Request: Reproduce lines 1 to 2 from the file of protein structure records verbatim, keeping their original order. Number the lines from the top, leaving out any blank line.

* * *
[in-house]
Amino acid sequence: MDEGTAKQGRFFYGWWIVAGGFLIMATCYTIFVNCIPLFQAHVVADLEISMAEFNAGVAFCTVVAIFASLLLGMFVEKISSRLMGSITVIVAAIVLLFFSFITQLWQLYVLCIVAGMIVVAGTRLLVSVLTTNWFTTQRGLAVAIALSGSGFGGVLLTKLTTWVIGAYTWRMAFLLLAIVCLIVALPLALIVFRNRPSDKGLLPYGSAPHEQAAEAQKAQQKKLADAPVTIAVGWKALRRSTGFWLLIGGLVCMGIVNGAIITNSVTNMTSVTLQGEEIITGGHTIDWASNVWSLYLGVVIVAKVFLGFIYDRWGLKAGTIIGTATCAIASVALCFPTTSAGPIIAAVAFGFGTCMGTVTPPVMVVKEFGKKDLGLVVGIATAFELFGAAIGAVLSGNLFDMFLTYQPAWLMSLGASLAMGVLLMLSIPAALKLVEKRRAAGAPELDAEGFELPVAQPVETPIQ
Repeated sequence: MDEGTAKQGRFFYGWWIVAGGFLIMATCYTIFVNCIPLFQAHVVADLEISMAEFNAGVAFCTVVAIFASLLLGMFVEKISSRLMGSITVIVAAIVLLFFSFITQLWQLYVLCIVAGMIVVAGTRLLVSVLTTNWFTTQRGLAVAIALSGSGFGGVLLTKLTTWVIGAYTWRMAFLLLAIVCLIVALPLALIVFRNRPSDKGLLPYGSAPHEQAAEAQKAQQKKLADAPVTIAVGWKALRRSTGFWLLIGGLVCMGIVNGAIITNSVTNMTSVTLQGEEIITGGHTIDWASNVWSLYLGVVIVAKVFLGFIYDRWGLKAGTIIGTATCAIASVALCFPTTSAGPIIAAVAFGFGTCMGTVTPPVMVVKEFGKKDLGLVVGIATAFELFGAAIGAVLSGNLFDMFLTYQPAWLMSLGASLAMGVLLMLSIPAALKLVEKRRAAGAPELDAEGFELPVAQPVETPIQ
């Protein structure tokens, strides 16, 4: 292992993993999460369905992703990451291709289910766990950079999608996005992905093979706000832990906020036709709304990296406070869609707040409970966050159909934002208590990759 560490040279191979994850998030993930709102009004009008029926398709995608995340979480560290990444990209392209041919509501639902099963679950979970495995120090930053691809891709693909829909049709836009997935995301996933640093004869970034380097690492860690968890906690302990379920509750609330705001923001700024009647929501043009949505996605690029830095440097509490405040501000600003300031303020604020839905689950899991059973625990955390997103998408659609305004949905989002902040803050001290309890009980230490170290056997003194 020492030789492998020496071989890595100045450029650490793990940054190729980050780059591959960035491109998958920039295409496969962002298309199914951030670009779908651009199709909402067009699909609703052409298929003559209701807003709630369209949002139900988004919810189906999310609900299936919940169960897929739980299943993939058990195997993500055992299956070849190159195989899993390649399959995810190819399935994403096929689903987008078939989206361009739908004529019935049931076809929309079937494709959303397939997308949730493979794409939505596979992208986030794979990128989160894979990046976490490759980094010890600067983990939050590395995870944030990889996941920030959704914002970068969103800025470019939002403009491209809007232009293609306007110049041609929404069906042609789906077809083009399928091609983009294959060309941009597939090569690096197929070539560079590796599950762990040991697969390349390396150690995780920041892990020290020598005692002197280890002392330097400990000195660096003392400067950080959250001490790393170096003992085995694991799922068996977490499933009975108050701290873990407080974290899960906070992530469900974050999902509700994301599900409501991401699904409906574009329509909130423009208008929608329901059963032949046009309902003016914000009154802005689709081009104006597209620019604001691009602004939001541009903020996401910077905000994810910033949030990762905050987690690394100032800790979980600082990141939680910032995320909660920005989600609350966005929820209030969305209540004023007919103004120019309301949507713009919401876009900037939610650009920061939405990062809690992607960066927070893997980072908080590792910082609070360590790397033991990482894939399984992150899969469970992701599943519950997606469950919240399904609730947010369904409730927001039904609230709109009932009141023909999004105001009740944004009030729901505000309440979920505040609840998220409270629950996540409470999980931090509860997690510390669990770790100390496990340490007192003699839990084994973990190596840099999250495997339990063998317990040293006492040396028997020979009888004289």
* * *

[in-house]
Amino acid sequence: MDEGTAKQGRFFYGWWIVAGGFLIMATCYTIFVNCIPLFQAHVVADLEISMAEFNAGVAFCTVVAIFASLLLGMFVEKISSRLMGSITVIVAAIVLLFFSFITQLWQLYVLCIVAGMIVVAGTRLLVSVLTTNWFTTQRGLAVAIALSGSGFGGVLLTKLTTWVIGAYTWRMAFLLLAIVCLIVALPLALIVFRNRPSDKGLLPYGSAPHEQAAEAQKAQQKKLADAPVTIAVGWKALRRSTGFWLLIGGLVCMGIVNGAIITNSVTNMTSVTLQGEEIITGGHTIDWASNVWSLYLGVVIVAKVFLGFIYDRWGLKAGTIIGTATCAIASVALCFPTTSAGPIIAAVAFGFGTCMGTVTPPVMVVKEFGKKDLGLVVGIATAFELFGAAIGAVLSGNLFDMFLTYQPAWLMSLGASLAMGVLLMLSIPAALKLVEKRRAAGAPELDAEGFELPVAQPVETPIQ